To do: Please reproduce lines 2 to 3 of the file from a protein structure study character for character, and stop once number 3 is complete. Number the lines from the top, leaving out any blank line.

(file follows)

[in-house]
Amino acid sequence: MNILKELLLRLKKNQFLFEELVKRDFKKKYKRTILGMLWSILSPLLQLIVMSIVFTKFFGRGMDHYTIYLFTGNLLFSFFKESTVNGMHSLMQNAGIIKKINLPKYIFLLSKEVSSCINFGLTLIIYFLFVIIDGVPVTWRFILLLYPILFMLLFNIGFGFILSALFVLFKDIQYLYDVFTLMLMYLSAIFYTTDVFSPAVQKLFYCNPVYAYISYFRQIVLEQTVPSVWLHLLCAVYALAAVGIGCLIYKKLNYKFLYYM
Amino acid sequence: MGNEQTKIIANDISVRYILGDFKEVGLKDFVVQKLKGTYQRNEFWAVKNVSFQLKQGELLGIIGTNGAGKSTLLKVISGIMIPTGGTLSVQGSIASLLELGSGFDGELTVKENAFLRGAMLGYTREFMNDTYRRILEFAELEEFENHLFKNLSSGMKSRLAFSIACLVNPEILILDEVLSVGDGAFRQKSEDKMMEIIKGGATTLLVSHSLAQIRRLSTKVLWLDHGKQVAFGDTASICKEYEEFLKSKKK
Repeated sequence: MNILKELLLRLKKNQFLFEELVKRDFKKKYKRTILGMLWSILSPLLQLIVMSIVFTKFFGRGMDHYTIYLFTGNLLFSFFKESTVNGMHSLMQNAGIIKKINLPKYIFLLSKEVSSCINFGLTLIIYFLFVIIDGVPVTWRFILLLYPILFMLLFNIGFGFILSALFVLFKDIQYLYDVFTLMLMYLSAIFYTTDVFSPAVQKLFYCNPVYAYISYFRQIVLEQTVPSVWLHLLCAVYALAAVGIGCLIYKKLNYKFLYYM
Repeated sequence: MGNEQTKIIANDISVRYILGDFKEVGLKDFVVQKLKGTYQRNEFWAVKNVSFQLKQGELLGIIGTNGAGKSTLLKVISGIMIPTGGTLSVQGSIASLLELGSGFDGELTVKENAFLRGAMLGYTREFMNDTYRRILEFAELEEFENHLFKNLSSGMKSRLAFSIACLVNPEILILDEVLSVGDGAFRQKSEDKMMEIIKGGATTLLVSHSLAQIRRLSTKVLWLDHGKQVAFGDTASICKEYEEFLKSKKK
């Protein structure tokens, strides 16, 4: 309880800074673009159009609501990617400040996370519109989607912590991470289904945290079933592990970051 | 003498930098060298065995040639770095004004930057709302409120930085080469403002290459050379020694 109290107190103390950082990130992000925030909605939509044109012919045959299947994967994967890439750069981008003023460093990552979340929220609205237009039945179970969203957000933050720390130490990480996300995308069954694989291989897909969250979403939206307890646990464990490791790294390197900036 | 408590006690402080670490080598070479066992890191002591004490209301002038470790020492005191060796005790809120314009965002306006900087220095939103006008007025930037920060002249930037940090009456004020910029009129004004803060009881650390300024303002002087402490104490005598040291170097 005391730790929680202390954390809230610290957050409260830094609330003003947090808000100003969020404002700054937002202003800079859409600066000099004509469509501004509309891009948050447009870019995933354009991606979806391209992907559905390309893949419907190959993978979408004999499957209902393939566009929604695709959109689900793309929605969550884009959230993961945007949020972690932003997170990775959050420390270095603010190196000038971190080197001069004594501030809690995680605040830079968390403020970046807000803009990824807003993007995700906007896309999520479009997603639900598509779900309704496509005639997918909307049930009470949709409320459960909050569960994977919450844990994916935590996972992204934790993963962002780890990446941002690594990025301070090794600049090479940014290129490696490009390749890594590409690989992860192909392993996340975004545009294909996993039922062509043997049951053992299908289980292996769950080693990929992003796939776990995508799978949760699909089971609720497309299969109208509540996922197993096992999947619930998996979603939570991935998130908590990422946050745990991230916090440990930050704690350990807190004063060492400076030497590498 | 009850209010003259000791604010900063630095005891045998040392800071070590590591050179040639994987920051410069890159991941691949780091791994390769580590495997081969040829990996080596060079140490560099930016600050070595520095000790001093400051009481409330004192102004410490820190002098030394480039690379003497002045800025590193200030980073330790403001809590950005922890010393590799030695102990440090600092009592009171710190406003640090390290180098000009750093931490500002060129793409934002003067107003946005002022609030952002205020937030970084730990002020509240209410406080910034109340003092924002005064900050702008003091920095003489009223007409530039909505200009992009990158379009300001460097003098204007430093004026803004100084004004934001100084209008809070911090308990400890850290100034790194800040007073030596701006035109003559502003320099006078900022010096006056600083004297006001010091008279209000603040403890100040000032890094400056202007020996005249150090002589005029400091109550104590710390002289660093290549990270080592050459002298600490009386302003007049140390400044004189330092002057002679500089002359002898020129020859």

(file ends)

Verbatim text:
Amino acid sequence: MNILKELLLRLKKNQFLFEELVKRDFKKKYKRTILGMLWSILSPLLQLIVMSIVFTKFFGRGMDHYTIYLFTGNLLFSFFKESTVNGMHSLMQNAGIIKKINLPKYIFLLSKEVSSCINFGLTLIIYFLFVIIDGVPVTWRFILLLYPILFMLLFNIGFGFILSALFVLFKDIQYLYDVFTLMLMYLSAIFYTTDVFSPAVQKLFYCNPVYAYISYFRQIVLEQTVPSVWLHLLCAVYALAAVGIGCLIYKKLNYKFLYYM
Amino acid sequence: MGNEQTKIIANDISVRYILGDFKEVGLKDFVVQKLKGTYQRNEFWAVKNVSFQLKQGELLGIIGTNGAGKSTLLKVISGIMIPTGGTLSVQGSIASLLELGSGFDGELTVKENAFLRGAMLGYTREFMNDTYRRILEFAELEEFENHLFKNLSSGMKSRLAFSIACLVNPEILILDEVLSVGDGAFRQKSEDKMMEIIKGGATTLLVSHSLAQIRRLSTKVLWLDHGKQVAFGDTASICKEYEEFLKSKKK